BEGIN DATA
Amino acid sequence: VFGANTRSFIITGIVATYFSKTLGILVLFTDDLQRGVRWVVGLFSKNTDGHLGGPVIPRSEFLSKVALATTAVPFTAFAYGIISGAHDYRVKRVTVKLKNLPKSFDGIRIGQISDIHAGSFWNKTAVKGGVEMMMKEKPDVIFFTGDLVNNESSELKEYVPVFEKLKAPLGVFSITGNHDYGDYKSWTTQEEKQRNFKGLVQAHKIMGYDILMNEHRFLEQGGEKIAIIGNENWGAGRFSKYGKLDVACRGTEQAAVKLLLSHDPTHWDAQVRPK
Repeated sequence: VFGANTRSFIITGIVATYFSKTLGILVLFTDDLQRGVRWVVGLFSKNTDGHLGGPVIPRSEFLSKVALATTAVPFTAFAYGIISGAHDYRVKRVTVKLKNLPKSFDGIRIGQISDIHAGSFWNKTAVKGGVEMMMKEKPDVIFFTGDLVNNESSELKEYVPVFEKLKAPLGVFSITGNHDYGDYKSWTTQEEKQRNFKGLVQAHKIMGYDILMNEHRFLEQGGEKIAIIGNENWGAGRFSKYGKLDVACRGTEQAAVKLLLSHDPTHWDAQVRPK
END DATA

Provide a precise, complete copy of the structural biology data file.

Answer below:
Amino acid sequence: VFGANTRSFIITGIVATYFSKTLGILVLFTDDLQRGVRWVVGLFSKNTDGHLGGPVIPRSEFLSKVALATTAVPFTAFAYGIISGAHDYRVKRVTVKLKNLPKSFDGIRIGQISDIHAGSFWNKTAVKGGVEMMMKEKPDVIFFTGDLVNNESSELKEYVPVFEKLKAPLGVFSITGNHDYGDYKSWTTQEEKQRNFKGLVQAHKIMGYDILMNEHRFLEQGGEKIAIIGNENWGAGRFSKYGKLDVACRGTEQAAVKLLLSHDPTHWDAQVRPK
Repeated sequence: VFGANTRSFIITGIVATYFSKTLGILVLFTDDLQRGVRWVVGLFSKNTDGHLGGPVIPRSEFLSKVALATTAVPFTAFAYGIISGAHDYRVKRVTVKLKNLPKSFDGIRIGQISDIHAGSFWNKTAVKGGVEMMMKEKPDVIFFTGDLVNNESSELKEYVPVFEKLKAPLGVFSITGNHDYGDYKSWTTQEEKQRNFKGLVQAHKIMGYDILMNEHRFLEQGGEKIAIIGNENWGAGRFSKYGKLDVACRGTEQAAVKLLLSHDPTHWDAQVRPK